Let me take you back 21 years, to the autumn of 2002. It had been a year since the first full release of Mac OS X, when 10.2 Jaguar had just been released, six years before you could buy the first iPhone, when no Mac had built-in Bluetooth, and Wi-Fi required an optional AirPort card. Let me repeat those last two to help them sink in: Bluetooth wasn’t built in, and Wi-Fi was only available as an option.
The relatively few of us who used the Internet then did so mostly using dial-up modems. Even if you were fortunate enough to have a mobile phone in those days, they had to use dial-up Internet connections too. So what did you do when you were on the road with your PowerBook G4, or your modem couldn’t connect? We connected to the Internet via a Bluetooth dongle and mobile phone. Here’s an article I wrote then explaining how to manage this technological feat. The phone I was using at the time was a brand new Ericsson T68, with a display resolution of 101 x 80 in 256 colours, no camera, but the novelty of predictive text.
What it does
You wish to connect your Bluetooth-equipped Mac to the Internet through your mobile phone.
What you need
A Mac running Mac OS X 10.1.x or later, Apple’s Bluetooth support software (bundled in 10.2 Jaguar), Apple-supplied D-Link USB Bluetooth transceiver, Bluetooth-equipped mobile phone with airtime facilities and contract (e.g. GPRS).
Setting It Up
Install the Bluetooth software (10.2 already has support) and connect your USB adaptor to a port on your Mac. A new pane appears in System Preferences, Bluetooth. Click to open it and check the Discoverable and Show Bluetooth Status items. Enter the Bluetooth control section of your phone’s menus, turn Bluetooth on, then set your phone to Discover. Authenticate using the same number, 1111 perhaps, on each, and they should pair.
Once paired – and that can sometimes prove a bit fiddly – your phone knows your Mac by its AppleShare computer name, and your Mac knows the phone by its name. Re-pairing in the future should be simpler, but follows the same basic sequence of making your Mac discoverable, letting the phone discover it, then completing the pairing. Switch your phone’s Bluetooth to automatic to save battery power when not paired.
Click on the Network pane, and using the Active Network Ports popup item turn off other connections apart from bluetooth-modem. Configure that connection to use PPP in the TCP/IP pane. Switch to the PPP pane, and enter connection details provided by your phone network. The phone ‘number’ to dial is a special series of characters, set by the network, and you may need to set PPP Options too.
In the Modem pane, select an appropriate phone from the popup Modem list. Although using an Ericsson T68 here, the closest listed is the T39 running at 28.8 kbps. You may have to try out different modem setting scripts to see which works best with your particular phone, network, and airtime contract. You can also create your own connection scripts using Modem Script Generator.
Apply the changes to Network now, and open the Internet Connect application. Ensure that the correct configuration is selected, and check the details again. When you’re happy, and confident that your phone is within Bluetooth signal range and has a good phone signal strength (if using GPRS, ensure that its signal is strong rather than the regular GSM voice signal), click on the Connect button.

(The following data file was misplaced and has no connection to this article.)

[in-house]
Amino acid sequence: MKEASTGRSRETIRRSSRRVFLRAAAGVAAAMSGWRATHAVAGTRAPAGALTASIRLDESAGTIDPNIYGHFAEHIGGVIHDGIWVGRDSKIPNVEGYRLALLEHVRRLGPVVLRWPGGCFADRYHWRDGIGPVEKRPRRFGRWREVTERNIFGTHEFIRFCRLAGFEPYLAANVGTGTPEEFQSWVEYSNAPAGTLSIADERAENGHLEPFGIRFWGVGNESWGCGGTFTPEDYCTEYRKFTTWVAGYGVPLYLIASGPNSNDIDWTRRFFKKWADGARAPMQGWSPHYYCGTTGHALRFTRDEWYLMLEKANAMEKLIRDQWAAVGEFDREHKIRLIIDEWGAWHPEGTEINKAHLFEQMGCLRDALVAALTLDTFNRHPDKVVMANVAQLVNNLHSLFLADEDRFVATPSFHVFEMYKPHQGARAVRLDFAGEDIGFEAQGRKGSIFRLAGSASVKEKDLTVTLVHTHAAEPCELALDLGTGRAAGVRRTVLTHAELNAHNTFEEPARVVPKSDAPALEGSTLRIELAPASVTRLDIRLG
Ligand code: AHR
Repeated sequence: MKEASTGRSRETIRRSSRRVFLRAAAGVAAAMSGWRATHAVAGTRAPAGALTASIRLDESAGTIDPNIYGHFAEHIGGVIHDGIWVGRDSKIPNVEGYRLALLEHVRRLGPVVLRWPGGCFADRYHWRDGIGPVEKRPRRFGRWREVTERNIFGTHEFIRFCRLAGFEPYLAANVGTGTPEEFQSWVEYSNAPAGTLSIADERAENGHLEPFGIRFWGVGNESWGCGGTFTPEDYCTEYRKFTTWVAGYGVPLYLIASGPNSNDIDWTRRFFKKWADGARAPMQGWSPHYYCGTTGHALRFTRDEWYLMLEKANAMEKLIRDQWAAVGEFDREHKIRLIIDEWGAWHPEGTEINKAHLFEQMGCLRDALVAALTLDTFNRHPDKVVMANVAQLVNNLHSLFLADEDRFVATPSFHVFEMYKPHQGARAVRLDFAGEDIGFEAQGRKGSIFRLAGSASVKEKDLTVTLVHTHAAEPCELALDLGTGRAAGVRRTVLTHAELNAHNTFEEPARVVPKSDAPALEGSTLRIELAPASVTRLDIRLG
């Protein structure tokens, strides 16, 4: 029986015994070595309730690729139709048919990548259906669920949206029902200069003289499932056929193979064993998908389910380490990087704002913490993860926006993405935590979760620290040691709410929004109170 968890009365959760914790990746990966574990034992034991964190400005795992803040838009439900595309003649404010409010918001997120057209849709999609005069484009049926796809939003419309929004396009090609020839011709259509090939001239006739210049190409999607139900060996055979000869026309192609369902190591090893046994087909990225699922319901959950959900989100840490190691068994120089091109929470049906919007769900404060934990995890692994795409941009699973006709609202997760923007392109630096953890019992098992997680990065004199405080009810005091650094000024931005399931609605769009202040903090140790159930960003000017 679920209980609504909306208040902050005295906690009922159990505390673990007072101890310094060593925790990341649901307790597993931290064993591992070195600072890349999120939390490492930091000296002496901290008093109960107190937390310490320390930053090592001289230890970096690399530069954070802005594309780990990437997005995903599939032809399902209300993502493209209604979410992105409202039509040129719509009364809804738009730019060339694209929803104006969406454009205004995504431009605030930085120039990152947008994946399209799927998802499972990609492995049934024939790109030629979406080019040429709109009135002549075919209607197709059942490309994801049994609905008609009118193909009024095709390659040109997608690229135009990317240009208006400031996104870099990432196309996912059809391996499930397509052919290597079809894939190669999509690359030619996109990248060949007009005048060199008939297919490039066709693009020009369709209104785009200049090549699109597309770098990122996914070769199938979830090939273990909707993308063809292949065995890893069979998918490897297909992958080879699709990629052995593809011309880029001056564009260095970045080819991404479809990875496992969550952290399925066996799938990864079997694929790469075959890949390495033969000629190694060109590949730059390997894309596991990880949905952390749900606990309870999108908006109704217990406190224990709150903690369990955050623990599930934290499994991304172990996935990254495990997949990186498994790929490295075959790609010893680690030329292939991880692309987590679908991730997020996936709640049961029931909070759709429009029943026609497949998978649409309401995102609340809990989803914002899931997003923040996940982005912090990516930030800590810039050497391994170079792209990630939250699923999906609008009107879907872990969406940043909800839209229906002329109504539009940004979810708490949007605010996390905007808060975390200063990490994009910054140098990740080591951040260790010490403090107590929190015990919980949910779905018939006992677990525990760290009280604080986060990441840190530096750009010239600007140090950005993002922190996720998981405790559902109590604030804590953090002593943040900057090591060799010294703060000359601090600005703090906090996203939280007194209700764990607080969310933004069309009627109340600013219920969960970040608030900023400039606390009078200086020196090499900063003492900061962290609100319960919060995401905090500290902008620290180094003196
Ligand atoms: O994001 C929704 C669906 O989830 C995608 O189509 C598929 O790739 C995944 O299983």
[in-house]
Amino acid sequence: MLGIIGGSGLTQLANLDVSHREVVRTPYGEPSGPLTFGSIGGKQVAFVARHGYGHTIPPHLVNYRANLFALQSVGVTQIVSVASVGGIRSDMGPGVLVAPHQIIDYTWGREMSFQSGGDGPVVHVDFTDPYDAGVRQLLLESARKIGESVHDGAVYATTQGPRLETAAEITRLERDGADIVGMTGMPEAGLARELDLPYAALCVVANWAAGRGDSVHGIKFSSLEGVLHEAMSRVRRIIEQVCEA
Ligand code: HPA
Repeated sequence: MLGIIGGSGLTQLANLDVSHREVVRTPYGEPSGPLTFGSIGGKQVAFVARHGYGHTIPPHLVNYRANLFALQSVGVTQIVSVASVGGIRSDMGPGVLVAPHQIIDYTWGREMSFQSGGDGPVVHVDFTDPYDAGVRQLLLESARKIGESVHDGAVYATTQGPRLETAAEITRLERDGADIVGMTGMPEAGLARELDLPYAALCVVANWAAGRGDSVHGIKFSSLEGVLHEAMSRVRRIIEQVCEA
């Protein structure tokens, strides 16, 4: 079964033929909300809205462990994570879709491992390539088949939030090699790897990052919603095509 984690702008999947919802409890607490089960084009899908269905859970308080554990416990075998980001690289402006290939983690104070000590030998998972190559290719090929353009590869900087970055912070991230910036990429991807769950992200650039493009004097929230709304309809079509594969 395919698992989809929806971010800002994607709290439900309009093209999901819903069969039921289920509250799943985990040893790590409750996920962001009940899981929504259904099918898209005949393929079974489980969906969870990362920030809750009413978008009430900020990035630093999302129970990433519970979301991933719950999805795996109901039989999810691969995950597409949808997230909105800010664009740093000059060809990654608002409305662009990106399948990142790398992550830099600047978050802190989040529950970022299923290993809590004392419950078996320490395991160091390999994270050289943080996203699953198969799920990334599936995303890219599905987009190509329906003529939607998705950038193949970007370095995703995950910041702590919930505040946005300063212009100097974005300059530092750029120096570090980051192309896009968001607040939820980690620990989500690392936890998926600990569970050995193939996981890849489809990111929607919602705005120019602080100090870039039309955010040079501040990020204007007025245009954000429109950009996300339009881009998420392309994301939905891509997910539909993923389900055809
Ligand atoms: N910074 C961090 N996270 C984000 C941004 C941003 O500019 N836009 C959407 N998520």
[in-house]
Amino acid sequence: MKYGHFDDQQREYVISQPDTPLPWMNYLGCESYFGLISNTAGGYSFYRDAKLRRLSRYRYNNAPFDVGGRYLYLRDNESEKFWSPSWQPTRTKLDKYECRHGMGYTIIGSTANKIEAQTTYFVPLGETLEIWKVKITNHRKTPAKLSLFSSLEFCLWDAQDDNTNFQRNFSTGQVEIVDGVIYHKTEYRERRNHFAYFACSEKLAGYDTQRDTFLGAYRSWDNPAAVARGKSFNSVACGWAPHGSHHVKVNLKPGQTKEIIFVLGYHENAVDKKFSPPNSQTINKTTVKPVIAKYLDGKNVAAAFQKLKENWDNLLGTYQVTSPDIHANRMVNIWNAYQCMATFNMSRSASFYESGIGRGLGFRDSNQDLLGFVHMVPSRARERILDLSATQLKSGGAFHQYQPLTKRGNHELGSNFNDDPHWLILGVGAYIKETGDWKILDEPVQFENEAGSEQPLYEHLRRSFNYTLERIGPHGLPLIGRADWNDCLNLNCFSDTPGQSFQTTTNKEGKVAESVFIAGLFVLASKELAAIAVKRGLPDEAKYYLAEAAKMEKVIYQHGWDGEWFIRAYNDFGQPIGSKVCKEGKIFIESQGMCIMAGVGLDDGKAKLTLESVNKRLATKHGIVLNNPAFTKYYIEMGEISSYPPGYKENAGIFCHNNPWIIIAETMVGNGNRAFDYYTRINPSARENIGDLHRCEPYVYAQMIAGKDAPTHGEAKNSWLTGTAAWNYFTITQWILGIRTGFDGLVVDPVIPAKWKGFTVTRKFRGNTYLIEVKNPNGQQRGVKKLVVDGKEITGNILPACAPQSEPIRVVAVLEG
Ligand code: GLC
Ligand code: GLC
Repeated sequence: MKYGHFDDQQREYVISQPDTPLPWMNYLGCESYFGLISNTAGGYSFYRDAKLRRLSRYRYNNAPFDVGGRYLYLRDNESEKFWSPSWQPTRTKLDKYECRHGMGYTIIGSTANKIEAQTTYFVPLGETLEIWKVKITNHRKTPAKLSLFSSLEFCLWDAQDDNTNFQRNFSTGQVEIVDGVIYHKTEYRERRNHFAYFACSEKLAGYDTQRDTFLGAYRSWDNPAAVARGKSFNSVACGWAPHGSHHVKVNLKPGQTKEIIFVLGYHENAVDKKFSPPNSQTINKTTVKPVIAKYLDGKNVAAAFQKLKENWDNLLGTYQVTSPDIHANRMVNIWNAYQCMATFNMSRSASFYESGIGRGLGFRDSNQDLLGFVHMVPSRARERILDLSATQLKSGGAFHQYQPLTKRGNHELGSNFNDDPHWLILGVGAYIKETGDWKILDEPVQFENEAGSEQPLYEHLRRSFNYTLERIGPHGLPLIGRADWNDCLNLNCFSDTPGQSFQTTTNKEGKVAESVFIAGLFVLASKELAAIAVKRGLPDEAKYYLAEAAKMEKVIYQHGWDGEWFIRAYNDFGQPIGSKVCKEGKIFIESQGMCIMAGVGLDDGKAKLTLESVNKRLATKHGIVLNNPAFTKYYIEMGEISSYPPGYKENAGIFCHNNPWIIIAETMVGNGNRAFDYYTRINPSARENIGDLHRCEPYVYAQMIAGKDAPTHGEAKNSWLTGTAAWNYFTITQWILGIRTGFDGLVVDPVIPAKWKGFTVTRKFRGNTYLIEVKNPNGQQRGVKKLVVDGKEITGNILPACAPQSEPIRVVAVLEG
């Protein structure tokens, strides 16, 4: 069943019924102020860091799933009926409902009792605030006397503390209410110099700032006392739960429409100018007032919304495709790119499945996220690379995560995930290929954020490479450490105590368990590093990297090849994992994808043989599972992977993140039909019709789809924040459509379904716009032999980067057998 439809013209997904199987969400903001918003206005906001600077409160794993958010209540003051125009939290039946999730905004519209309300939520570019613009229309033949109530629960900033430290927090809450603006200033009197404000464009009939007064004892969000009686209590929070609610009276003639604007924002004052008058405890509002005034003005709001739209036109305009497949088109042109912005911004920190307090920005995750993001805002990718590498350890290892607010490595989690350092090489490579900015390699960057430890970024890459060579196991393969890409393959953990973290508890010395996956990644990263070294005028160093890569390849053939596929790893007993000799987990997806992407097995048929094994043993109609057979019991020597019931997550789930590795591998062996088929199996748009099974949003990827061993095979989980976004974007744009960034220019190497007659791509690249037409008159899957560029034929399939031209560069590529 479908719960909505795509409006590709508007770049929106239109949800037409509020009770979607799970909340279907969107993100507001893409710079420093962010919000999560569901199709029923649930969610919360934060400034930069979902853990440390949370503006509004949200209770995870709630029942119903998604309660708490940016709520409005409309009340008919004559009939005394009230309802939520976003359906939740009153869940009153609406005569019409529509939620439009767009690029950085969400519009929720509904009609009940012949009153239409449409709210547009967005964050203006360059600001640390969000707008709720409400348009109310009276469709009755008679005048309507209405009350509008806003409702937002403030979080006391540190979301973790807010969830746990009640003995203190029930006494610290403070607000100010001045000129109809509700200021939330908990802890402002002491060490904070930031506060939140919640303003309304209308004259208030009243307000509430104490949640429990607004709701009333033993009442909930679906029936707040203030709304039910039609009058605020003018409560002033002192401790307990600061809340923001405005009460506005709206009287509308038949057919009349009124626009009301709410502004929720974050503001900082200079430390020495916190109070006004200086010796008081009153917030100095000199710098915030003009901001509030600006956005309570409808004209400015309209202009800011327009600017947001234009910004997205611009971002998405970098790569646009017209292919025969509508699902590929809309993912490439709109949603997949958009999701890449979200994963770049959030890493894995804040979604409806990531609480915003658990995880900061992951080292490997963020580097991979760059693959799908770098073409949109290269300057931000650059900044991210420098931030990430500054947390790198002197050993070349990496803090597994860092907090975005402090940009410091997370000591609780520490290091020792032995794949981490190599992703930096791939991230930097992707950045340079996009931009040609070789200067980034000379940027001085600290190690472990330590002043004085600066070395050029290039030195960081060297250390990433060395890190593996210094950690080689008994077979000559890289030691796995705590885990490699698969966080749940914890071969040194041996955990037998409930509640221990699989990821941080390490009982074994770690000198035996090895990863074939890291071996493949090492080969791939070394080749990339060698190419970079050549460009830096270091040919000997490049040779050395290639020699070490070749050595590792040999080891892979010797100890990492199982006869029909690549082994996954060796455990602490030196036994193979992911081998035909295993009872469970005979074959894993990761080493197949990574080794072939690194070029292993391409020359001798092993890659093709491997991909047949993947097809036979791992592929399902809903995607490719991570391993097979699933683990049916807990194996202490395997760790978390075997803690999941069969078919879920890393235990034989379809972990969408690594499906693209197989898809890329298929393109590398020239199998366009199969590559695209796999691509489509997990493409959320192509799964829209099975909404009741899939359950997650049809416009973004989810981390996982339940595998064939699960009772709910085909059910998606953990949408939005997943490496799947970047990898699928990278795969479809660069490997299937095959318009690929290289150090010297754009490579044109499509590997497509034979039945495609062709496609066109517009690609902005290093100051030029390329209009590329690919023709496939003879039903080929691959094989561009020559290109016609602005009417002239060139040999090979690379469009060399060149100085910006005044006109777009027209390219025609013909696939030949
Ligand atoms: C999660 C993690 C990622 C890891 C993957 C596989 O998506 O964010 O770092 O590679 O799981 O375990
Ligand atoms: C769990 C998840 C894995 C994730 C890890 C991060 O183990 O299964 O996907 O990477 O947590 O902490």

Once your connection is established you can browse the Web, collect and send email, and use all the facilities of the Internet from your Mac. Connection speeds are inferior to those made over telephone wires, though, and pedestrian compared with broadband. The menubar status holds a popup menu for ready access to key applications. Click on Internet Connect’s Disconnect button when finished.
Provided that you are using an Apple/D-Link Bluetooth adaptor, the two critical steps are establishing the pairing between your Mac and phone, and making the connection through the phone as a virtual modem. When pairing, hold the two devices within a couple of metres, away from AirPort base stations, and step carefully through the process of discovery. Refer to your mobile phone manual if necessary. Detailed connection instructions for computers working through mobile phones are provided by the major networks, for which you should consult their Web pages and call support if still stuck. Note that these are network specific.
Check your mobile phone network support pages, the phone’s manual, and in extremis ask for help in the Internet newsgroup alt[.]cellular[.]bluetooth. Some phones have good support pages, and third party sites such as www[.]tsixtyeight[.]com for Ericsson T68/T68i.
Install software and hardware.
Make your Mac discoverable, and get your phone to Discover it. Establish the pairing.
Turn off other network connections and switch to bluetooth modem, in the Network pane.
Configure the network according to your phone service instructions.
Set the correct modem type.
Use Internet Connect to establish the connection, and to terminate it.
In case you’re wondering, the 28.8 referred to as the connection speed was 28.8 Kbps, not Mbps.
First published in the UK magazine MacUser, vol 18 no 20, in autumn 2002.